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Afferent Input Induced by Rhythmic Limb Movement Modulates Spinal Neuronal Circuits in an Innovative Robotic In Vitro Preparation.

A new interesting article has been published in Neuroscience. 2018 Dec 1;394:44-59. doi: 10.1016/j.neuroscience.2018.10.016. Epub 2018 Oct 18. and titled:

Afferent Input Induced by Rhythmic Limb Movement Modulates Spinal Neuronal Circuits in an Innovative Robotic In Vitro Preparation.

Authors of this article are:

Dingu N, Deumens R, Taccola G.

A summary of the article is shown below:

Locomotor patterns are mainly modulated by afferent feedback, but its actual contribution to spinal network activity during continuous passive limb training is still unexplored. To unveil this issue, we devised a robotic in vitro setup (Bipedal Induced Kinetic Exercise, BIKE) to induce passive pedaling, while simultaneously recording low-noise ventral and dorsal root (VR and DR) potentials in isolated neonatal rat spinal cords with hindlimbs attached. As a result, BIKE evoked rhythmic afferent volleys from DRs, reminiscent of pedaling speed. During BIKE, spontaneous VR activity remained unchanged, while a DR rhythmic component paired the pedaling pace. Moreover, BIKE onset rarely elicited brief episodes of fictive locomotion (FL) and, when trains of electrical pulses were simultaneously applied to a DR, it increased the amplitude, but not the number, of FL cycles. When BIKE was switched off after a 30-min training, the number of electrically induced FL oscillations was transitorily facilitated, without affecting VR reflexes or DR potentials. However, 90 min of BIKE no longer facilitated FL, but strongly depressed area of VR reflexes and stably increased antidromic DR discharges. Patch clamp recordings from single motoneurons after 90-min sessions indicated an increased frequency of both fast- and slow-decaying synaptic input to motoneurons. In conclusion, hindlimb rhythmic and alternated pedaling for different durations affects distinct dorsal and ventral spinal networks by modulating excitatory and inhibitory input to motoneurons. These results suggest defining new parameters for effective neurorehabilitation that better exploits spinal circuit activity.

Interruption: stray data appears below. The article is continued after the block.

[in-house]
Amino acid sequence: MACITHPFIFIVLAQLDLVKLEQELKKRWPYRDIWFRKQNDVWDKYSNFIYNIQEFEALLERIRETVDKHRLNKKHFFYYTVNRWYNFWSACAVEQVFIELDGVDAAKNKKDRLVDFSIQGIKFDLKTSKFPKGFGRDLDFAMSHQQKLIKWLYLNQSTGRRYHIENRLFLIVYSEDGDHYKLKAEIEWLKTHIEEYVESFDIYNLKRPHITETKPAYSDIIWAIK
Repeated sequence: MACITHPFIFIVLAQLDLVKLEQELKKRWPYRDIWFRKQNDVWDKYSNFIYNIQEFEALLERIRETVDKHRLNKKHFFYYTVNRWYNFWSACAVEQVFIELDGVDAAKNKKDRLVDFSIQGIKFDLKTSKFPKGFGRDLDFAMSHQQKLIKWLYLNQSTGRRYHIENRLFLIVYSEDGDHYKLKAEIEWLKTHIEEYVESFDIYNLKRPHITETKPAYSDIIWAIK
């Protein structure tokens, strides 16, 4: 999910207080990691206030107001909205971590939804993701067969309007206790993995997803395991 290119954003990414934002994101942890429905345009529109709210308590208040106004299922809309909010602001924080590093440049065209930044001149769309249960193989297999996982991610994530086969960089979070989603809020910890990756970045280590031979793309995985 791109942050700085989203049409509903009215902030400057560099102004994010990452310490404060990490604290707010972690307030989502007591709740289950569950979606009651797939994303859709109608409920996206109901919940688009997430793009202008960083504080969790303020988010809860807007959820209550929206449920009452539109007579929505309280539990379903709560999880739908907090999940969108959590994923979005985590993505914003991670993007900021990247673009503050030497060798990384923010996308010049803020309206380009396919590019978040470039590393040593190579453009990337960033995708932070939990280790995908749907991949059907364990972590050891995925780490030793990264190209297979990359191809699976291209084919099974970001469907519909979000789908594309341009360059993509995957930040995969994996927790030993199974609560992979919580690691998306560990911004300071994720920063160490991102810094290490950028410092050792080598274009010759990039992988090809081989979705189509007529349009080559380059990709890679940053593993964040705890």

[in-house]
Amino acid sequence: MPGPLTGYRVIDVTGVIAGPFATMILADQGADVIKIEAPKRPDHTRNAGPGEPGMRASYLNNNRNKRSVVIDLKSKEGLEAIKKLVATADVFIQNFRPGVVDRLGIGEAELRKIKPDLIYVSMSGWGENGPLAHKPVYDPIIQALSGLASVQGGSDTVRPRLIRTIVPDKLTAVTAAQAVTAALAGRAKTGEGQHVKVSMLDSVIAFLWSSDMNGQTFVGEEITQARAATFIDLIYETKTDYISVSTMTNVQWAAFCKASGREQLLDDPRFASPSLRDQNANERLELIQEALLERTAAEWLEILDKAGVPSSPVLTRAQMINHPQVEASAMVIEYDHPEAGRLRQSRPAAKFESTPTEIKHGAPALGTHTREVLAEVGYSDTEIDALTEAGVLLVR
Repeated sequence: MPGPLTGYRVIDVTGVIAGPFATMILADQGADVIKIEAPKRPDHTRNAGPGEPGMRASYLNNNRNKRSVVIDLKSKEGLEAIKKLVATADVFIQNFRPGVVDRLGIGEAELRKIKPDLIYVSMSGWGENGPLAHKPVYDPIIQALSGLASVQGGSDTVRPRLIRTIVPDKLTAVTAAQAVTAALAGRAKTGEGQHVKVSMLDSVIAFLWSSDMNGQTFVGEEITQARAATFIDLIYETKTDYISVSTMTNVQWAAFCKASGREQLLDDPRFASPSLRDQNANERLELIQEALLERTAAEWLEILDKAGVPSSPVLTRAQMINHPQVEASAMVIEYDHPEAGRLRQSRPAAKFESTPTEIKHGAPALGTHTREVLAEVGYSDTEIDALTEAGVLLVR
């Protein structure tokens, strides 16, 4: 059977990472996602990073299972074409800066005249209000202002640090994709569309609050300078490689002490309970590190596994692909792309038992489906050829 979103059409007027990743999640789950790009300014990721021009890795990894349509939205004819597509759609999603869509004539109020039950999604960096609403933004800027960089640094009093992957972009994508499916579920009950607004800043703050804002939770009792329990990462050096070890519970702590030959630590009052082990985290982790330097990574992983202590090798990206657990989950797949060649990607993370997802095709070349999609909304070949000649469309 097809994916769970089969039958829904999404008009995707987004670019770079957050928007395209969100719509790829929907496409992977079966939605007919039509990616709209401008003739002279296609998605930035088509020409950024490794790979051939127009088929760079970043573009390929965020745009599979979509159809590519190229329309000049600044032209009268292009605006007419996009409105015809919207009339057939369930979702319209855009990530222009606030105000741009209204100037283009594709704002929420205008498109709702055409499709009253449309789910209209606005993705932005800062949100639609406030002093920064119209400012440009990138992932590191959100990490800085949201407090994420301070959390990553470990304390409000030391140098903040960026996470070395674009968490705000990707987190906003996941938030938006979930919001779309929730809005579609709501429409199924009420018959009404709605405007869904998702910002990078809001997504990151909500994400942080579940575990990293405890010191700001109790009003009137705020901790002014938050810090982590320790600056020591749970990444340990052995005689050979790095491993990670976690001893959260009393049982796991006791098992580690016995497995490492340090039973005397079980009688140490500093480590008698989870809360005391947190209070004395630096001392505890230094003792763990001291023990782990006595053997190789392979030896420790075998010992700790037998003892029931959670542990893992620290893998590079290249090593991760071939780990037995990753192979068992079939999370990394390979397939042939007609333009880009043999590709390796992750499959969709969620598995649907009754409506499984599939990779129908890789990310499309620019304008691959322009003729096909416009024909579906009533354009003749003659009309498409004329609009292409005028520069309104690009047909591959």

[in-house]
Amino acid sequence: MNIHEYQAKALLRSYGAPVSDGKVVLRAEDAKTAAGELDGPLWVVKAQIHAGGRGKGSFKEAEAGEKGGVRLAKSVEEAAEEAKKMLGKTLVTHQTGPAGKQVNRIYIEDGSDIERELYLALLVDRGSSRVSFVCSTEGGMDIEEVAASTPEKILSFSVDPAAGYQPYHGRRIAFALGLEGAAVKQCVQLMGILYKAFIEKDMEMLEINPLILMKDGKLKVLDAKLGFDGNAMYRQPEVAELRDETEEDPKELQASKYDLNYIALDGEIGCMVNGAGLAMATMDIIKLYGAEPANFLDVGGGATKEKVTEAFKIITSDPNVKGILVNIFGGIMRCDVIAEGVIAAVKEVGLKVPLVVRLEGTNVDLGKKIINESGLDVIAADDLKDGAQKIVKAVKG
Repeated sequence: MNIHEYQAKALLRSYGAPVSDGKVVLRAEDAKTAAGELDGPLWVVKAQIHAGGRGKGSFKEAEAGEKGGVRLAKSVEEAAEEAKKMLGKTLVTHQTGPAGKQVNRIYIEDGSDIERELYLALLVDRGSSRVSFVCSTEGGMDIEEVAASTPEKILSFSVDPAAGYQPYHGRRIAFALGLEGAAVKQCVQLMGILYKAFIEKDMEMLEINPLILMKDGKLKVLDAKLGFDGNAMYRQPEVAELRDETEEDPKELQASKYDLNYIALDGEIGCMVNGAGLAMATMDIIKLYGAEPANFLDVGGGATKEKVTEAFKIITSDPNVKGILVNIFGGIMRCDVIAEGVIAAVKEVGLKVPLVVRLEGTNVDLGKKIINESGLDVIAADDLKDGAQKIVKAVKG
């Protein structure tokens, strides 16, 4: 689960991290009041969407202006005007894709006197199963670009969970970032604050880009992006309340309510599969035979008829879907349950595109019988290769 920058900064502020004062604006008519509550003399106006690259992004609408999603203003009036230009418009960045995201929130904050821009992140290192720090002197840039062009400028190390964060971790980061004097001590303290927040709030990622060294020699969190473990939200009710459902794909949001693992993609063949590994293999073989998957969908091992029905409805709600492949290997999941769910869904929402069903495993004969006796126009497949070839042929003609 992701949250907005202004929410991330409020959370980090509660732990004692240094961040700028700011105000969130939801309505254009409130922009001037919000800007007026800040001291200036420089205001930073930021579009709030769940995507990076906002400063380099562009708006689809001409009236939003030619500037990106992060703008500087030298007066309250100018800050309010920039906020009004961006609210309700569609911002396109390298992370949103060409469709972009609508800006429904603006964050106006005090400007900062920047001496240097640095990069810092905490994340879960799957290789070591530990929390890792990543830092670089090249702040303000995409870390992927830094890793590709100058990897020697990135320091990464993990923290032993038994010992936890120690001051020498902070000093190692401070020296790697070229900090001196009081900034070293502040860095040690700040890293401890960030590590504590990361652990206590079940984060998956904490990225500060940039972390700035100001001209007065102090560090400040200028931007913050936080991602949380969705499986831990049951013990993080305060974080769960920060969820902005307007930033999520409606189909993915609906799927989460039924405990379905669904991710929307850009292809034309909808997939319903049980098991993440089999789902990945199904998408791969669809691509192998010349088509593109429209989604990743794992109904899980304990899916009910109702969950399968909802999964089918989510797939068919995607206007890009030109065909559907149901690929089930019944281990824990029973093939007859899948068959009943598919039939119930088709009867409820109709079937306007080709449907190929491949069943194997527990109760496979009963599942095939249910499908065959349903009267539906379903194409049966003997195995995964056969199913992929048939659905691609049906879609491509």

Check out the article’s website on Pubmed for more information:



This article is a good source of information and a good way to become familiar with topics such as:

dorsal afferents;locomotor patterns;motoneuron;spinal cord

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